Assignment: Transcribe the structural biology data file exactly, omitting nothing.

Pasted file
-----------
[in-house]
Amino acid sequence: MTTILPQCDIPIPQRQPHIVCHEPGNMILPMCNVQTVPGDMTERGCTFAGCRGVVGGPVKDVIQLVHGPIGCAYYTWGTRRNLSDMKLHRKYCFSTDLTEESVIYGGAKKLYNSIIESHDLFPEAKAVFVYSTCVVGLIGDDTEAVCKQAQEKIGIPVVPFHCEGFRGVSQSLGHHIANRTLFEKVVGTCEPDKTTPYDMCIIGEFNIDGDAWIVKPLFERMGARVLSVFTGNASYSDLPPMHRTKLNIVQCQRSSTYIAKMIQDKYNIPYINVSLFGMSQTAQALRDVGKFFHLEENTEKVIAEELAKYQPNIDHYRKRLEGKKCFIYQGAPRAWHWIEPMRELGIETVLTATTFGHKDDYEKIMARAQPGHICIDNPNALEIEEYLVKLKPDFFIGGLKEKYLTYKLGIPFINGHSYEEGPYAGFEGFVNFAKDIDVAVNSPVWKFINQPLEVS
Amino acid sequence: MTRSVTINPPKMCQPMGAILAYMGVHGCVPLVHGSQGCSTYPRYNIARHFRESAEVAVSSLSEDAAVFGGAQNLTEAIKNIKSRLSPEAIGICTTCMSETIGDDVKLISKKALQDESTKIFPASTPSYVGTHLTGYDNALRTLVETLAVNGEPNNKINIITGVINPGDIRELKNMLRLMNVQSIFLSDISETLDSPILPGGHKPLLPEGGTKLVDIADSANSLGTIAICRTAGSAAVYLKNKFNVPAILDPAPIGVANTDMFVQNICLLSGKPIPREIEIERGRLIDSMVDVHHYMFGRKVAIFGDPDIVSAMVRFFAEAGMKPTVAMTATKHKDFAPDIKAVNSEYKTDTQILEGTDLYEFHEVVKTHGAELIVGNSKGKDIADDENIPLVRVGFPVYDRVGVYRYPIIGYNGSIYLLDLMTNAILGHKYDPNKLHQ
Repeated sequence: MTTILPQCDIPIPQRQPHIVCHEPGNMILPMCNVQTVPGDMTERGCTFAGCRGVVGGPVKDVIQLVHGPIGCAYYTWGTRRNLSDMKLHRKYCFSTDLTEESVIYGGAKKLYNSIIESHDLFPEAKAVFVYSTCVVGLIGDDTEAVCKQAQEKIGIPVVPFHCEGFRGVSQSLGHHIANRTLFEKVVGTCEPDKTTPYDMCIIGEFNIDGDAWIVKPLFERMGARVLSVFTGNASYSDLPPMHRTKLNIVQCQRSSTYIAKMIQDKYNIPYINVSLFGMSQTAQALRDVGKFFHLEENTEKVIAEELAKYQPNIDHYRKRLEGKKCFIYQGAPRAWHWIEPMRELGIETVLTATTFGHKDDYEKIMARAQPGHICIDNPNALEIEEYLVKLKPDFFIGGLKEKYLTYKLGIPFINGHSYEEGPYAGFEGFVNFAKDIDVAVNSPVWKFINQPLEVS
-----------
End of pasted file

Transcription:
[in-house]
Amino acid sequence: MTTILPQCDIPIPQRQPHIVCHEPGNMILPMCNVQTVPGDMTERGCTFAGCRGVVGGPVKDVIQLVHGPIGCAYYTWGTRRNLSDMKLHRKYCFSTDLTEESVIYGGAKKLYNSIIESHDLFPEAKAVFVYSTCVVGLIGDDTEAVCKQAQEKIGIPVVPFHCEGFRGVSQSLGHHIANRTLFEKVVGTCEPDKTTPYDMCIIGEFNIDGDAWIVKPLFERMGARVLSVFTGNASYSDLPPMHRTKLNIVQCQRSSTYIAKMIQDKYNIPYINVSLFGMSQTAQALRDVGKFFHLEENTEKVIAEELAKYQPNIDHYRKRLEGKKCFIYQGAPRAWHWIEPMRELGIETVLTATTFGHKDDYEKIMARAQPGHICIDNPNALEIEEYLVKLKPDFFIGGLKEKYLTYKLGIPFINGHSYEEGPYAGFEGFVNFAKDIDVAVNSPVWKFINQPLEVS
Amino acid sequence: MTRSVTINPPKMCQPMGAILAYMGVHGCVPLVHGSQGCSTYPRYNIARHFRESAEVAVSSLSEDAAVFGGAQNLTEAIKNIKSRLSPEAIGICTTCMSETIGDDVKLISKKALQDESTKIFPASTPSYVGTHLTGYDNALRTLVETLAVNGEPNNKINIITGVINPGDIRELKNMLRLMNVQSIFLSDISETLDSPILPGGHKPLLPEGGTKLVDIADSANSLGTIAICRTAGSAAVYLKNKFNVPAILDPAPIGVANTDMFVQNICLLSGKPIPREIEIERGRLIDSMVDVHHYMFGRKVAIFGDPDIVSAMVRFFAEAGMKPTVAMTATKHKDFAPDIKAVNSEYKTDTQILEGTDLYEFHEVVKTHGAELIVGNSKGKDIADDENIPLVRVGFPVYDRVGVYRYPIIGYNGSIYLLDLMTNAILGHKYDPNKLHQ
Repeated sequence: MTTILPQCDIPIPQRQPHIVCHEPGNMILPMCNVQTVPGDMTERGCTFAGCRGVVGGPVKDVIQLVHGPIGCAYYTWGTRRNLSDMKLHRKYCFSTDLTEESVIYGGAKKLYNSIIESHDLFPEAKAVFVYSTCVVGLIGDDTEAVCKQAQEKIGIPVVPFHCEGFRGVSQSLGHHIANRTLFEKVVGTCEPDKTTPYDMCIIGEFNIDGDAWIVKPLFERMGARVLSVFTGNASYSDLPPMHRTKLNIVQCQRSSTYIAKMIQDKYNIPYINVSLFGMSQTAQALRDVGKFFHLEENTEKVIAEELAKYQPNIDHYRKRLEGKKCFIYQGAPRAWHWIEPMRELGIETVLTATTFGHKDDYEKIMARAQPGHICIDNPNALEIEEYLVKLKPDFFIGGLKEKYLTYKLGIPFINGHSYEEGPYAGFEGFVNFAKDIDVAVNSPVWKFINQPLEVS